Laurel Justice explores the multilayered history of Bathsheba through the stunning, physically multi-layered creation of her work in response to 1 Kings 1:28-40.
1 Kings 1:28–40
Solomon Made King
28 Then king David answered and said, Call me Bath–she´ba. And she came into the king's presence, and stood before the king. 29 And the king sware, and said, As the Lord liveth, that hath redeemed my soul out of all distress, 30 even as I sware unto thee by the Lord God of Israel, saying, Assuredly Solomon thy son shall reign after me, and he shall sit upon my throne in my stead; even so will I certainly do this day. 31 Then Bath–she´ba bowed with her face to the earth, and did reverence to the king, and said, Let my lord king David live for ever.
32 And king David said, Call me Zadok the priest, and Nathan the prophet, and Benai´ah the son of Jehoi´ada. And they came before the king. 33 The king also said unto them, Take with you the servants of your lord, and cause Solomon my son to ride upon mine own mule, and bring him down to Gihon: 34 and let Zadok the priest and Nathan the prophet anoint him there king over Israel: and blow ye with the trumpet, and say, God save king Solomon. 35 Then ye shall come up after him, that he may come and sit upon my throne; for he shall be king in my stead: and I have appointed him to be ruler over Israel and over Judah. 36 And Benai´ah the son of Jehoi´ada answered the king, and said, Amen: the Lord God of my lord the king say so too. 37 As the Lord hath been with my lord the king, even so be he with Solomon, and make his throne greater than the throne of my lord king David.
38 So Zadok the priest, and Nathan the prophet, and Benai´ah the son of Jehoi´ada, and the Cher´ethites, and the Pel´ethites, went down, and caused Solomon to ride upon king David's mule, and brought him to Gihon. 39 And Zadok the priest took a horn of oil out of the tabernacle, and anointed Solomon. And they blew the trumpet; and all the people said, God save king Solomon. 40 And all the people came up after him, and the people piped with pipes, and rejoiced with great joy, so that the earth rent with the sound of them.
When I began engaging with the text, I was struck by the strangeness of it all: Bathsheba is visiting her husband, the dying King David, while a naked Shunnammite virgin is warming him in bed, and Nathan is outside eavesdropping so he can confirm David’s intentions for the heir.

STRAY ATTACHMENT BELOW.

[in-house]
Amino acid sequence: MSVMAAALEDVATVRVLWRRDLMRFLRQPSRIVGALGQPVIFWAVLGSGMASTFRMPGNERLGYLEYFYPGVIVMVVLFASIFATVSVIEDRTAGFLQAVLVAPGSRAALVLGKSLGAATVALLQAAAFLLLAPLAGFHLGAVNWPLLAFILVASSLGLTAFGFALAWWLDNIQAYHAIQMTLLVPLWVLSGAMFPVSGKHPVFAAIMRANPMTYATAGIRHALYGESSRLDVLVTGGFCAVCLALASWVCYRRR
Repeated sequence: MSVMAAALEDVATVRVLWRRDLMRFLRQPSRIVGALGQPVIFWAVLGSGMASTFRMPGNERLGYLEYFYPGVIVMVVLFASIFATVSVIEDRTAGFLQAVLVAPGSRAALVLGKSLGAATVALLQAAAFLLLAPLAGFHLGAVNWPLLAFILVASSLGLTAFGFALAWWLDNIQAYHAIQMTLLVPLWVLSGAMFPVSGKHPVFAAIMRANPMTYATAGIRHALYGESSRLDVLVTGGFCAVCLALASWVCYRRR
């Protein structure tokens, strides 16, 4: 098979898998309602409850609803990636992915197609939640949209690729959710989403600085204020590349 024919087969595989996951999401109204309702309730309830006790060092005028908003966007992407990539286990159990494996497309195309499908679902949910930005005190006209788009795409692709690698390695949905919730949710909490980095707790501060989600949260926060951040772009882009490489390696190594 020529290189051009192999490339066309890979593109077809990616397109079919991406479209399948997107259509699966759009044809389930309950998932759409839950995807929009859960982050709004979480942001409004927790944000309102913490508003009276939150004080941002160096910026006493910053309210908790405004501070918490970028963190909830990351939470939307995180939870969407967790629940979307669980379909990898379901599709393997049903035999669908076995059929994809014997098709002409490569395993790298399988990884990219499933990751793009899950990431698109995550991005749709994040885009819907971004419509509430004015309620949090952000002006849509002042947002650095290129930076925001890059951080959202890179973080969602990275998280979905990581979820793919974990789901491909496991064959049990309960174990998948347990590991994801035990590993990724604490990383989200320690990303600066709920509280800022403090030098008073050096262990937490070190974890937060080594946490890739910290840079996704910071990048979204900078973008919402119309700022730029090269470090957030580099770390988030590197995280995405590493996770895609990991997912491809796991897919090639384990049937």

What significance did Bathsheba have, that she, of all of David’s countless wives, be the one summoned to his death bed (but not the one to keep him warm)? That her son, over all sons, had favor to be named king? And what uncommon wisdom might she have possessed to navigate all of the variables that made up her marriage to David?
As soon as David confirms that their son, Solomon will be the heir (not Adonijah, who was trying to assume the throne), Bathsheba bowed her face to the ground, proclaiming “long live my lord King David”. The rest of the passage is about how David wants Nathan to handle the change over.
I started my piece with a bathing Bathsheba for an under-painting, for that is where it all began between these two. I imagined her as a person of great strength, character and courage, and the kind of person who could raise the “wisest man who ever lived”. She strikes me as quite pivotal to this moment in history, being included in the genealogy of Jesus, and being a sort of midwife of the temple of Jerusalem that was to come. As I layered pastel paint over the figure, I contemplated the origin of a courtyard bath, adultery, the arc of her losses (Uriah, at least one son, etc.), her significance to David, her remarkable mothering of Solomon, and all that followed in history because of her. I represented her figure somewhat architecturally, and my subsequent marks are meant to hint at her liminal place in history.
Laurel Seibels Justice lives in Colorado Springs, Colorado, where she works from her historic loft studio as a psychotherapist, artist and art consultant. She recently served two terms as a Public Art Commissioner for the Pikes Peak Region and juries everything from latte art competitions and poetry slams, to large scale public sculptures and outdoor arts festivals. She has consulted on various digital art experiences (apps and blogs) for companies based in New York and London. Laurel also writes an occasional arts and culture feature for the local newspaper.
As a visual artist, Laurel works in soft pastels, creating abstract and landscape paintings primarily inspired by the Lowcountry of SC, Colorado and New Mexico. Her commissions hail from coast to coast in the US, and her work has been exhibited widely in Colorado Springs. People describe her work as energetic, whimsical, mysterious, topographical and inspiring.
A graduate of Agnes Scott College with a BA in Art, she went on to earn an MA in Counseling from Webster University in Myrtle Beach, SC. She is passionate about helping clients restore wholeness around whatever it is they feel they are meant to be in the world. Not surprisingly, many of those clients happen to be artists, writers, musicians, playwrights, dancers, etc. She designs workshops and retreats that support the personal and professional growth of creative people.
She is married to Steve and has 4 children.